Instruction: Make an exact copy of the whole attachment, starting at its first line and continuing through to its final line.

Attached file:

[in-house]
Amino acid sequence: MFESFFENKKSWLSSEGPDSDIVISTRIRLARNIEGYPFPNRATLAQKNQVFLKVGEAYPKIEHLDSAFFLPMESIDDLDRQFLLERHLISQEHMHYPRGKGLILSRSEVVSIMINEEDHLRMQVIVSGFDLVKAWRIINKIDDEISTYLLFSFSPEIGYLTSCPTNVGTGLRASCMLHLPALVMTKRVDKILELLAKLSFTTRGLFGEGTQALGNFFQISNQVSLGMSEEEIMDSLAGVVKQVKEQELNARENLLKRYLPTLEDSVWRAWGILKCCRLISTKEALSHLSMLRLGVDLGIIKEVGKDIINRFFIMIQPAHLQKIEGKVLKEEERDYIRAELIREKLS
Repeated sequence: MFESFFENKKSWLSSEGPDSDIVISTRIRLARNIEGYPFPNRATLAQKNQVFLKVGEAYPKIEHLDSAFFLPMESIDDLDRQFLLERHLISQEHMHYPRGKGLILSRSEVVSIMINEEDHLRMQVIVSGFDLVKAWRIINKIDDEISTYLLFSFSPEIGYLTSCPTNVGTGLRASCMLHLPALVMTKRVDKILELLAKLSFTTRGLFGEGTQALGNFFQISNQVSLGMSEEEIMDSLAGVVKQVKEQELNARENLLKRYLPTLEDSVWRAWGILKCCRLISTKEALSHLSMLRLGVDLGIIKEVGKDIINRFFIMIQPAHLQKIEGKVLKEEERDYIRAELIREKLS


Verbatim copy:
[in-house]
Amino acid sequence: MFESFFENKKSWLSSEGPDSDIVISTRIRLARNIEGYPFPNRATLAQKNQVFLKVGEAYPKIEHLDSAFFLPMESIDDLDRQFLLERHLISQEHMHYPRGKGLILSRSEVVSIMINEEDHLRMQVIVSGFDLVKAWRIINKIDDEISTYLLFSFSPEIGYLTSCPTNVGTGLRASCMLHLPALVMTKRVDKILELLAKLSFTTRGLFGEGTQALGNFFQISNQVSLGMSEEEIMDSLAGVVKQVKEQELNARENLLKRYLPTLEDSVWRAWGILKCCRLISTKEALSHLSMLRLGVDLGIIKEVGKDIINRFFIMIQPAHLQKIEGKVLKEEERDYIRAELIREKLS
Repeated sequence: MFESFFENKKSWLSSEGPDSDIVISTRIRLARNIEGYPFPNRATLAQKNQVFLKVGEAYPKIEHLDSAFFLPMESIDDLDRQFLLERHLISQEHMHYPRGKGLILSRSEVVSIMINEEDHLRMQVIVSGFDLVKAWRIINKIDDEISTYLLFSFSPEIGYLTSCPTNVGTGLRASCMLHLPALVMTKRVDKILELLAKLSFTTRGLFGEGTQALGNFFQISNQVSLGMSEEEIMDSLAGVVKQVKEQELNARENLLKRYLPTLEDSVWRAWGILKCCRLISTKEALSHLSMLRLGVDLGIIKEVGKDIINRFFIMIQPAHLQKIEGKVLKEEERDYIRAELIREKLS